Style & Design

Five Finds: Madewell’s Local Experiment, Custom Rocking Horses, and More

Five Finds
Gaia for Women has moved into a new space in Dallas.

Courtesy Gaia

This is the latest post in our regular series, Five Finds, in which Texas Monthly editors and contributors share favorite discoveries from our coverage of the state’s style, design, and travel scenes—and more. From off-the-radar boutiques to design trends that inspire us—and everything in between—we’ll share these gems with you at least once a month.

1. Madewell’s Experiential Shop

Madewell chose Austin for its its first Madewell Commons location, which opened at the end of July at 1327 South Congress. The new retail concept features a flexible store design that will be constantly changing as it hosts local makers, panel discussions, workshops, live music, and more, including the recent DIY wall-hanging workshop with Austin’s Ellen Bruxvoort of Fibrous. For more information and to learn more about upcoming events, visit Madewell Commons—Lauren Smith Ford

2. The Prettiest Rocking Horse

Last Christmas, Casey and Liz McGlaun refurbished a wooden rocking horse they’d built for their daughter a generation ago, with no intention of launching a business. But after their “Bandito Gold” updates went viral on Facebook, inquiries came from around the world. The Palo Pinto homebuilders suddenly had a side gig, Palo Pinto Rocking Horses, taking forty hours per custom-ordered horse. Then Casey, a former bull rider and PRCA Texas Circuit Rookie of the Year 1984, developed a bucking-bull version on a convex base that rocks and spins. While the horses are more elaborate—with detailed saddles and tack, and real manes, tails, and horseshoes—all are masterpieces made from Texas-sourced wood, typically hundreds of years old. “Lumber today isn’t the same. It’s grown and treated differently,” says Casey. Orders can be modeled on real-life animals, down to their markings and brands. Horses from $1,800, bulls from $1,100. —Jean Scheidnes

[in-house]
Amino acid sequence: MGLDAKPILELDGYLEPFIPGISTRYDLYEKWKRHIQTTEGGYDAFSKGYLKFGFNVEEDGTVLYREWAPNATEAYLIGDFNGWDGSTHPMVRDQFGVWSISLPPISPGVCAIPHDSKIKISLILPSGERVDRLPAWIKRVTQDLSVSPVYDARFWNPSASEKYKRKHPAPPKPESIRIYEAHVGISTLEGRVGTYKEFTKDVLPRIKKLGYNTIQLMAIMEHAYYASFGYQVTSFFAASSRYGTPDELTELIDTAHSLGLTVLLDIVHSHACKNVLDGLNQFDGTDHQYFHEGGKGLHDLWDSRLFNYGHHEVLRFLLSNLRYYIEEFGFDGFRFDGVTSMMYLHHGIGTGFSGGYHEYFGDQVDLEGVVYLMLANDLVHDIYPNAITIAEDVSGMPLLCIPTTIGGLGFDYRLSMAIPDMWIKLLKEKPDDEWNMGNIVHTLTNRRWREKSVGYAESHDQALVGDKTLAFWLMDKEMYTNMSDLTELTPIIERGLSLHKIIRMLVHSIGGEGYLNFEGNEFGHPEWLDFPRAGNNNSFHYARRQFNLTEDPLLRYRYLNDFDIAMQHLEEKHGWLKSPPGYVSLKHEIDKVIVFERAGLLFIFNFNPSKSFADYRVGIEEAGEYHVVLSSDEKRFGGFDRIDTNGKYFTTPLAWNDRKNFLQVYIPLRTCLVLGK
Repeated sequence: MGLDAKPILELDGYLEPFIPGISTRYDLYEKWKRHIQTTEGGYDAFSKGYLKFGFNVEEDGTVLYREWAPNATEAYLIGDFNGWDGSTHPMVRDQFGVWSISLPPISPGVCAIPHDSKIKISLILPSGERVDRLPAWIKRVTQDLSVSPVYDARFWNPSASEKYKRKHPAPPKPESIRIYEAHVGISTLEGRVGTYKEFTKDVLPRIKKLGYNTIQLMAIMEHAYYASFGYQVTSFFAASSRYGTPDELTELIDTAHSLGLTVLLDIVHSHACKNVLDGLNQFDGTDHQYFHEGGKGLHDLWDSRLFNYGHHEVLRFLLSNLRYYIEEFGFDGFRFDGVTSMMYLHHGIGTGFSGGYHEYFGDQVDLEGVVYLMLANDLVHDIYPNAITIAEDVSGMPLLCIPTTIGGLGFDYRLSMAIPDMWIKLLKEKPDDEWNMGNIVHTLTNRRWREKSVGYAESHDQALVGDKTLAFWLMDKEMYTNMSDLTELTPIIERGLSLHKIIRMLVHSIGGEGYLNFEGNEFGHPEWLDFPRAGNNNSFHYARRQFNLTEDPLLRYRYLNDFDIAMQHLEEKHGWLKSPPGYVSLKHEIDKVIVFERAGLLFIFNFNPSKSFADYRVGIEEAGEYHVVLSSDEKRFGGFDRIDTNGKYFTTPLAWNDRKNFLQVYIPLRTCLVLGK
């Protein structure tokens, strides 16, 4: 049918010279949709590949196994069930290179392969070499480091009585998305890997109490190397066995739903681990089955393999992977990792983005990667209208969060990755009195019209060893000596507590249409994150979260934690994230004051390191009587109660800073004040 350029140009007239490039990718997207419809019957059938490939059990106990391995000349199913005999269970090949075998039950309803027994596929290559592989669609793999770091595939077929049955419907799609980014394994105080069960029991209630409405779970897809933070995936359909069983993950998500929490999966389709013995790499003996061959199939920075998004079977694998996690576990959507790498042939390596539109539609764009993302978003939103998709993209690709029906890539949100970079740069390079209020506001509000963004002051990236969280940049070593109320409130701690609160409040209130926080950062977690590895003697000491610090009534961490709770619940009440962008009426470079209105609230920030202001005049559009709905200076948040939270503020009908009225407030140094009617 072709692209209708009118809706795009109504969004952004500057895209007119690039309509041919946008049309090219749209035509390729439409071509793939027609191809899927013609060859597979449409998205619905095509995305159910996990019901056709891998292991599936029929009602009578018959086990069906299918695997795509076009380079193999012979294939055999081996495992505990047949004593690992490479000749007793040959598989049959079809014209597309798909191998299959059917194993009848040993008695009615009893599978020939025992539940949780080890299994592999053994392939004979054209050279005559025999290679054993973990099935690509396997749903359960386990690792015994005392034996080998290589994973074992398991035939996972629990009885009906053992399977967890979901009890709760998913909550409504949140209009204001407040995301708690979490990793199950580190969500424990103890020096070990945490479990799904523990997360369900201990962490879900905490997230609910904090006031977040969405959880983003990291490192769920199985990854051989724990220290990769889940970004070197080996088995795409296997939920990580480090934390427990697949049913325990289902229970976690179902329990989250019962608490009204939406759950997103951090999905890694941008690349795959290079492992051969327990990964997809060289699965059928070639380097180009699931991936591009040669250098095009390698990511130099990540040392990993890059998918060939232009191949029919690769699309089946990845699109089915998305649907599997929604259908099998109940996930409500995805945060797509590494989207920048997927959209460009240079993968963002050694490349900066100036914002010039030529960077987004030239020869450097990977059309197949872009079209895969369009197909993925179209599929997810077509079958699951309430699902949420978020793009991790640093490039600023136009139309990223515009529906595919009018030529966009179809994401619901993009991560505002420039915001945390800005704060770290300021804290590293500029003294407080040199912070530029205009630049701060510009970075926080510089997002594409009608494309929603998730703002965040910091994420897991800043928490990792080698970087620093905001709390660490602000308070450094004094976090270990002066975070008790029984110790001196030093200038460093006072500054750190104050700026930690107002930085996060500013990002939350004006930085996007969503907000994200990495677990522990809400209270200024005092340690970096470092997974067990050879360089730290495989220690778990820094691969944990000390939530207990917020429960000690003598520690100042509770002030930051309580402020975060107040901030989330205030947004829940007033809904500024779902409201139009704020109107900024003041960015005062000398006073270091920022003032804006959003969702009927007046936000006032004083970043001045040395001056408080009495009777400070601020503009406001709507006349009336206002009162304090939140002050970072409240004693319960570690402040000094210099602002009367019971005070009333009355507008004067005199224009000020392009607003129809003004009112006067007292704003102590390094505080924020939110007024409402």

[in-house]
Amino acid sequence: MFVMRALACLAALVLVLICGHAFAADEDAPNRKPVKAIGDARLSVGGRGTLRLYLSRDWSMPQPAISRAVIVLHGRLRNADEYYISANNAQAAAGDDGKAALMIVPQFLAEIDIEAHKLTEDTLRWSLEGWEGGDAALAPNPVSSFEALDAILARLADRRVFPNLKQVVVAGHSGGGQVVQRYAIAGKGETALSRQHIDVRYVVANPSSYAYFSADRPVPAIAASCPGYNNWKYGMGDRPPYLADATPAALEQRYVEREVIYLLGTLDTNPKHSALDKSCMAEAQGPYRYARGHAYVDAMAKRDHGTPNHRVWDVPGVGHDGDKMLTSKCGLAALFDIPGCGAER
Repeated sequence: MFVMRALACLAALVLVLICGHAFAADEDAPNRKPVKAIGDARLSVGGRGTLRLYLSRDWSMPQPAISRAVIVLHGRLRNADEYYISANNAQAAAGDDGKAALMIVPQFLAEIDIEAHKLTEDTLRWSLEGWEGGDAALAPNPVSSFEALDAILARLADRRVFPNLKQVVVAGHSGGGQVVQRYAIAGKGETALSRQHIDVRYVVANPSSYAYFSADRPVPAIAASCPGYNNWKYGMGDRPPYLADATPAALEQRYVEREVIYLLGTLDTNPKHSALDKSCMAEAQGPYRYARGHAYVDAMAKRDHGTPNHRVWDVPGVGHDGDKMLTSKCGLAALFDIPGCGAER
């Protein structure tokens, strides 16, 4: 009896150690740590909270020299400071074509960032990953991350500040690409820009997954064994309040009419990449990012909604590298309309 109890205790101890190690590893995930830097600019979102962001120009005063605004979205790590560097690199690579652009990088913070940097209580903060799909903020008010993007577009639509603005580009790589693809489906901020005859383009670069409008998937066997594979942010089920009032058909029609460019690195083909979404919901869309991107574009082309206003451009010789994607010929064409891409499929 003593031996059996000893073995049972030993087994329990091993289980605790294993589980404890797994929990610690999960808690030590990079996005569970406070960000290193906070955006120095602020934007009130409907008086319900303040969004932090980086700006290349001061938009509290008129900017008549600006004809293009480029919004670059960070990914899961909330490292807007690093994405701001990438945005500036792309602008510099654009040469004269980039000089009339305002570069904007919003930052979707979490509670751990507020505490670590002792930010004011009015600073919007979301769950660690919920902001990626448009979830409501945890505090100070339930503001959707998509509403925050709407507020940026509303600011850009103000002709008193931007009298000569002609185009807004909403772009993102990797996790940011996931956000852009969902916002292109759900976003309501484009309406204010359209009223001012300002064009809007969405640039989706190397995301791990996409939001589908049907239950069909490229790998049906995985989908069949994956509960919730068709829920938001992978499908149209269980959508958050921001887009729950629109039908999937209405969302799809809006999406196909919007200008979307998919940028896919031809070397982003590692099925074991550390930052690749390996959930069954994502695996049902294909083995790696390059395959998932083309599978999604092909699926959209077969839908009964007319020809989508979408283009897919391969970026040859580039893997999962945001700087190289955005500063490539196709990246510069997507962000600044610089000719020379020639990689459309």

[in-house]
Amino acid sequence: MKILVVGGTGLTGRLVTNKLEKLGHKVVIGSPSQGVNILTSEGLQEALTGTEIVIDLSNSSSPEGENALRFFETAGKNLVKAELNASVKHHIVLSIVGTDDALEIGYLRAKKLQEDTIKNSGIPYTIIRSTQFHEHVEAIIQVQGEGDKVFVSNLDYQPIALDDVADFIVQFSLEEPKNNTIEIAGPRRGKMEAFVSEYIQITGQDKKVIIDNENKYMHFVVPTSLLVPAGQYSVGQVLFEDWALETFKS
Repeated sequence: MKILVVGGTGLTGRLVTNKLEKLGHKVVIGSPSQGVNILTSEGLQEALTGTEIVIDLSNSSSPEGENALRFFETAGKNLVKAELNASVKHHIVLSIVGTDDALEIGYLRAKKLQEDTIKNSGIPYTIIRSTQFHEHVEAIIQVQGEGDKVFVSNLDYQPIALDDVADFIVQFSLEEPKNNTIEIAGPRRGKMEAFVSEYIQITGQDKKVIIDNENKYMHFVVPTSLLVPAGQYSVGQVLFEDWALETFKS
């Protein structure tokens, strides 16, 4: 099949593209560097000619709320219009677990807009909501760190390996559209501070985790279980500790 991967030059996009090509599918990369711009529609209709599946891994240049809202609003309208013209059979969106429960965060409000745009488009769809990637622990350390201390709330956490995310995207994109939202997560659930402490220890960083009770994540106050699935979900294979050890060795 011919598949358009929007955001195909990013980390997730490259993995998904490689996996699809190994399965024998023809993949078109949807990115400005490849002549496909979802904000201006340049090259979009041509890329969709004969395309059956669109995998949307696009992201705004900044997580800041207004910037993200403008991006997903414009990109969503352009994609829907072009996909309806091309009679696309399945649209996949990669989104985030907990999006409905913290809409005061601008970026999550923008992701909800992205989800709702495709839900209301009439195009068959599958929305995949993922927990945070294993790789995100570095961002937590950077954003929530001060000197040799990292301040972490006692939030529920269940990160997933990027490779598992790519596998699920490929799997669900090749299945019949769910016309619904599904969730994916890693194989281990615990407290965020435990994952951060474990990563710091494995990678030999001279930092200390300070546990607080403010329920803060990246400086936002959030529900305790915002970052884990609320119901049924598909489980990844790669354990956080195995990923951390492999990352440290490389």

Five Finds

Custom creations from Palo Pinto Rocking Horses.

Five Finds

The casita deck at Fire Song Ranch in Spicewood.

Left:

Custom creations from Palo Pinto Rocking Horses.

Right:

The casita deck at Fire Song Ranch in Spicewood.

3. Gaia’s New Digs

Gaia for Women, the Dallas-based fashion and home accessories retailer (named for the Greek goddess of the earth) that works with refugees in the DFW area to make style-forward jewelry, handbags, pillows, and more, moved into a new space uptown. The converted carriage house serves as the company’s design studio, workspace, and its first retail store.  In addition to the Gaia collection, it also carres a curated assortment of other give-back, artisan-made lines to complement  the collection. The new space will host events and workshops, some led by Gaia’s dynamic founder, Paula Minnis. —L.S.F.

4. New Hill Country Retreat

There’s a fresh lodging in Spicewood called the Fire Song Ranch. Set on fifteen acres, the ranch has two accommodation options—a rustic yet luxurious casita with an expansive 600-foot deck, or NDotto, a safari tent stocked with all the necessities for a relaxing weekend escape—a hot tub, outdoor shower, and vintage board games. —L.S.F.

Five Finds
Warby Parker for Kids is opening two DFW locations.

5. Frames for Kids

Just in time for back-to-school shopping, the hippest-of-hip eyewear brand Warby Parker is bringing its brand for the minis, Warby Parker for Kids, to Dallas’s NorthPark Center and Fort Worth’s West Bend, with a junior collection for eight years and older and a junior junior collection for kids between the ages of four and seven. The brand uses a one-for-one model in which, for every pair of frames sold, a pair is distributed to a child in need, through nonprofit partners and Warby Parker’s Pupils Project. Preview the new collection at Warby Parker.  —L.S.F.

 

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Tags: Style, fire song ranch, Five Finds, gaia, palo pinto rocking horses, warby parker

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